The research conducted under this fellowship (1 September 1996 - 31 August 1999; no-cost extension from 1 September 1999 - 31 October 2000) focused on the evolution of linear mesoscale convective systems (MCSs) that often produce severe weather in the Midwest, or more specifically, the Mid-Mississippi Valley region. The research was conducted with the cooperation of the St. Louis National Weather Service (NWS) office in Weldon Spring, Missouri (KLSX) under the direction of the Science and Operations Officer, Mr. Ron Przybylinski, and the Department of Earth and Atmospheric Sciences at Saint Louis University (SLU). Dr. Yeong-Jer Lin served as the advisor to Mr. Jim O'Sullivan at SLU during the course of this research.
Linear MCSs, or squall lines, are important phenomena to understand from a forecasting perspective in this region of the country. They are responsible for large swaths of damaging straight-line winds, hail, and often non-supercell tornadoes. There are a number of storm outflow interactions that occur with squall lines. The warning process of forecasting these systems if very challenging. Therefore, one of the major goals of the research was to increase the operational forecasters' understanding of these events. Most of the previous research done in this area has been performed during warm-season events. Most cases of linear MCSs do occur during the late spring and early summer months (May through July). However, this project was to primarily focus on cooler season events, from October through April.
Doppler radar data are an important tool in the real-time forecasting of squall lines. Therefore, it was to play an important role in examining the features of the linear MCSs that occurred within the county warning area (CWA) of the St. Louis NWS office, and several adjoining offices, such as Paducah, Kentucky (KPAH). Data from both the WSR-88D Principal User Processor (PUP) and the WSR-88D Algorithm Testing and Display Systems (WATADS) was planned to be used in the study. The former is the standard display that the forecasters in the NWS have to use operationally. This is the device that had been used (until recently) during any severe weather events. Examining the events on the PUP gauged what the operational forecaster used to develop their forecasts during the events chosen. The latter software had been standard issue at NWS offices for some time at the onset of this project, and was installed on the workstations at SLU. It uses archive Level II data from the National Severe Storms Laboratory (NSSL), where the package was also developed.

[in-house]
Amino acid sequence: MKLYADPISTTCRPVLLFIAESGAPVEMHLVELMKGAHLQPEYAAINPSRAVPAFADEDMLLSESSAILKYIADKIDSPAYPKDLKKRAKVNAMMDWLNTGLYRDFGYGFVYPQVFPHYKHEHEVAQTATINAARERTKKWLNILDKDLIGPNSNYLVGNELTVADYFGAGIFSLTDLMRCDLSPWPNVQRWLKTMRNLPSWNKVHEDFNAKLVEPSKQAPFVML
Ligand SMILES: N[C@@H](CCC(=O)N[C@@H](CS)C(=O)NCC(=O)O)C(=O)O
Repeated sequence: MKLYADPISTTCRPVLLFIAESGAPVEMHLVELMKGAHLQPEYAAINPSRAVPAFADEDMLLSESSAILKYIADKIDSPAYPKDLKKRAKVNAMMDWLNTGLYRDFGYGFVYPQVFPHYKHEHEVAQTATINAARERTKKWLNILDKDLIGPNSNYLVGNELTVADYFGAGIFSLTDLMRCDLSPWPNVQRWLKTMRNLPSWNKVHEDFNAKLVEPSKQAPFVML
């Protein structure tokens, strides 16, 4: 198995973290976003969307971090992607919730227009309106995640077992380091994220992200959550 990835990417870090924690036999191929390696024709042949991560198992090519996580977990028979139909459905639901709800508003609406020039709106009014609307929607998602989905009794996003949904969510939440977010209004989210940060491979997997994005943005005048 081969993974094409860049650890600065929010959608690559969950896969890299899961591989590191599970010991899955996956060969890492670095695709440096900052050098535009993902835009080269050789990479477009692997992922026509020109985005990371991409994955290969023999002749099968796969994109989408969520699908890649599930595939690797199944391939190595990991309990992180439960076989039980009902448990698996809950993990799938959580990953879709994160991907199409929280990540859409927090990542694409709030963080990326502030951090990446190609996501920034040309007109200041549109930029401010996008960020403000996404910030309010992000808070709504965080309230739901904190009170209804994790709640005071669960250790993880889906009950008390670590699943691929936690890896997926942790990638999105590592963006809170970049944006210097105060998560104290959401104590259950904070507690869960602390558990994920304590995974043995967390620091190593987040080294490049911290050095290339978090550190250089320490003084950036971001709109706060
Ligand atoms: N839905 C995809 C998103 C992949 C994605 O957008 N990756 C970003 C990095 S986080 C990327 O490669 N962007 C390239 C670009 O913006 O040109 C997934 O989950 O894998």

An important tool that was used in this research was the incorporation of a mesoscale model into the forecasting and warning procedures at the St. Louis NWS office. The Pennsylvania State / National Center for Atmospheric Research (NCAR) Mesoscale Model (MM5) was chosen as the model to be used during the course of this investigation. The Mesoscale and Microscale Meteorology Division of NCAR maintains the model, but MM5 is a public model used by many institutions (academic, private, and government) around the world. There are many options, which users can adjust for their specific research, which makes the model highly adaptable to a variety of conditions. The MM5 had been used in many successful studied before the start of this research, and it was felt that this model could best assist in the forecasting of linear MCSs. Also, the model would be used as a diagnostic tool to investigate the kinematical and dynamical structure of the linear MCSs investigated during the course of this project. Another great benefit of using the model at the onset of the study was its portability to a number of different platforms, including various workstations that could (in 1996) be found in universities and NWS offices.
Collectively, the goals of the research was to gain a better understanding of the squall line structure, mesoscale airflow and vortex signatures, and to aid the forecasters by identifying the preferred regions within the overall squall line which may produce damaging straight-line winds and non-supercell tornadoes.
Much of the early interactions between the forecasters at the NWS office and the researchers at SLU dealt with the continuing investigations into mid-level mesoscale interactions within squall lines, begun before the start of this project. Identifying Mid-Altitude Radial Convergence (MARC) signatures within linear MCSs has shown to be a good predictor in the now-casting of severe weather that is associated with these events. Examinations of several cases pre-selected in this study (listed below) were performed to detect MARC values in order to collect more data on this important signature.